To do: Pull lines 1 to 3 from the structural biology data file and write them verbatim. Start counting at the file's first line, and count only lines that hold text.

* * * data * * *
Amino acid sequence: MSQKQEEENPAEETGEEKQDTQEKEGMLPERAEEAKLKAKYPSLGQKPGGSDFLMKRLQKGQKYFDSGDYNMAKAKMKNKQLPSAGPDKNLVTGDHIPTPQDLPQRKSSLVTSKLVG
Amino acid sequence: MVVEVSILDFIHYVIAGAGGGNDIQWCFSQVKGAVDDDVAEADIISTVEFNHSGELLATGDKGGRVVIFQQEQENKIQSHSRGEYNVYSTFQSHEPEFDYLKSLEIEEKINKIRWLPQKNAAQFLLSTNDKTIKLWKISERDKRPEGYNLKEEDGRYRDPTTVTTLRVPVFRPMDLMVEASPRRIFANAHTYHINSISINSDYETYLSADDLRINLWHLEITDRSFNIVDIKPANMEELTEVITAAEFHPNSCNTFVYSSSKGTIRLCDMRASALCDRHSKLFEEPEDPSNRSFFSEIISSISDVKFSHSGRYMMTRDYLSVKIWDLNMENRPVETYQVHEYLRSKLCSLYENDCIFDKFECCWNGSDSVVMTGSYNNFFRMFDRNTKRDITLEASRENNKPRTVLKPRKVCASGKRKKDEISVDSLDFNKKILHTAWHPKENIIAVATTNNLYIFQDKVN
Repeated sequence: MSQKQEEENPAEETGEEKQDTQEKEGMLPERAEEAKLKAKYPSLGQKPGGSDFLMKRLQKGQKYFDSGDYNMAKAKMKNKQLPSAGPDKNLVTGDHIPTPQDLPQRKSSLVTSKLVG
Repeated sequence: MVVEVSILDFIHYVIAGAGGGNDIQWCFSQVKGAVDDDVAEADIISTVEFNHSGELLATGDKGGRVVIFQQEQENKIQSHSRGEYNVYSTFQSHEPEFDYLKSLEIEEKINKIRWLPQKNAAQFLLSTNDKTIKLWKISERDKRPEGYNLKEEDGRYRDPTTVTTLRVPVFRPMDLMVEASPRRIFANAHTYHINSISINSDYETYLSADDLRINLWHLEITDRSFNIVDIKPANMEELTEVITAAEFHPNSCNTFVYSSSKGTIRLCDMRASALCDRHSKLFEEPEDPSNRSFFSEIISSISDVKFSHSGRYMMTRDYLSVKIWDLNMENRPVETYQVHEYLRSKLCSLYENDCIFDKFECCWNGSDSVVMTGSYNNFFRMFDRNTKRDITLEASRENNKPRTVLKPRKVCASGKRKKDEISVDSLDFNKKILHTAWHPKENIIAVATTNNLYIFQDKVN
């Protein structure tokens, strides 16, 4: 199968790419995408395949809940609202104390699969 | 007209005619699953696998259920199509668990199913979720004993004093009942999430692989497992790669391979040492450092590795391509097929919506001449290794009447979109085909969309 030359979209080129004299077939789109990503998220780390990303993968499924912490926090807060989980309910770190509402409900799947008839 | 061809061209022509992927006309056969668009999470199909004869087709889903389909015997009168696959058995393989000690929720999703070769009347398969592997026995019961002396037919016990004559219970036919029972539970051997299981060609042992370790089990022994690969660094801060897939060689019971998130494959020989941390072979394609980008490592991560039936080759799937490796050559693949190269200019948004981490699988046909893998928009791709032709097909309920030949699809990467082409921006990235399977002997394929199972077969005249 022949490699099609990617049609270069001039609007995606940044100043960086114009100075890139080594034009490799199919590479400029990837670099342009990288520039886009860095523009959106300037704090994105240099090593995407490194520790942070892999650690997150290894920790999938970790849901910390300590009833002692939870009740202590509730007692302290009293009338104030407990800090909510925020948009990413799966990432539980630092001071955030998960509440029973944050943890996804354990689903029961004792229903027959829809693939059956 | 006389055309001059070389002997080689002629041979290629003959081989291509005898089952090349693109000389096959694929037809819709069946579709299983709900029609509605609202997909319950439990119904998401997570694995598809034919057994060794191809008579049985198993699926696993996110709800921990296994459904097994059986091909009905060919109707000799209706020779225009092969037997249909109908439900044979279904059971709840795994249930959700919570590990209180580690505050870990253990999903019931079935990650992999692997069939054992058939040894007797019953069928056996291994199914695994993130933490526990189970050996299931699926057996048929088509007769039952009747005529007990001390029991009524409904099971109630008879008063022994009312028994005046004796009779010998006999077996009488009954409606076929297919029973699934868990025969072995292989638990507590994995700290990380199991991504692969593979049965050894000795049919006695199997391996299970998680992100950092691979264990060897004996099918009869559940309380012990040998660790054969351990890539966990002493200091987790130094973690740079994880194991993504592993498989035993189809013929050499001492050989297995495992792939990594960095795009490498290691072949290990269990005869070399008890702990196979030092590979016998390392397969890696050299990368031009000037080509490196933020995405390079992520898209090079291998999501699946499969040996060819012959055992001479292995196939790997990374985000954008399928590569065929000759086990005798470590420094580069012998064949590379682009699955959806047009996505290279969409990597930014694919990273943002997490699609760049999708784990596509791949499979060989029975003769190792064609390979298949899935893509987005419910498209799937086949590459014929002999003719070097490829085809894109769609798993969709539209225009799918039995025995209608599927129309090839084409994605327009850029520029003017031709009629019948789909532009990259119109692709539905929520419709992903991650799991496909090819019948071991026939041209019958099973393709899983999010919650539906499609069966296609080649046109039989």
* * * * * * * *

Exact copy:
Amino acid sequence: MSQKQEEENPAEETGEEKQDTQEKEGMLPERAEEAKLKAKYPSLGQKPGGSDFLMKRLQKGQKYFDSGDYNMAKAKMKNKQLPSAGPDKNLVTGDHIPTPQDLPQRKSSLVTSKLVG
Amino acid sequence: MVVEVSILDFIHYVIAGAGGGNDIQWCFSQVKGAVDDDVAEADIISTVEFNHSGELLATGDKGGRVVIFQQEQENKIQSHSRGEYNVYSTFQSHEPEFDYLKSLEIEEKINKIRWLPQKNAAQFLLSTNDKTIKLWKISERDKRPEGYNLKEEDGRYRDPTTVTTLRVPVFRPMDLMVEASPRRIFANAHTYHINSISINSDYETYLSADDLRINLWHLEITDRSFNIVDIKPANMEELTEVITAAEFHPNSCNTFVYSSSKGTIRLCDMRASALCDRHSKLFEEPEDPSNRSFFSEIISSISDVKFSHSGRYMMTRDYLSVKIWDLNMENRPVETYQVHEYLRSKLCSLYENDCIFDKFECCWNGSDSVVMTGSYNNFFRMFDRNTKRDITLEASRENNKPRTVLKPRKVCASGKRKKDEISVDSLDFNKKILHTAWHPKENIIAVATTNNLYIFQDKVN
Repeated sequence: MSQKQEEENPAEETGEEKQDTQEKEGMLPERAEEAKLKAKYPSLGQKPGGSDFLMKRLQKGQKYFDSGDYNMAKAKMKNKQLPSAGPDKNLVTGDHIPTPQDLPQRKSSLVTSKLVG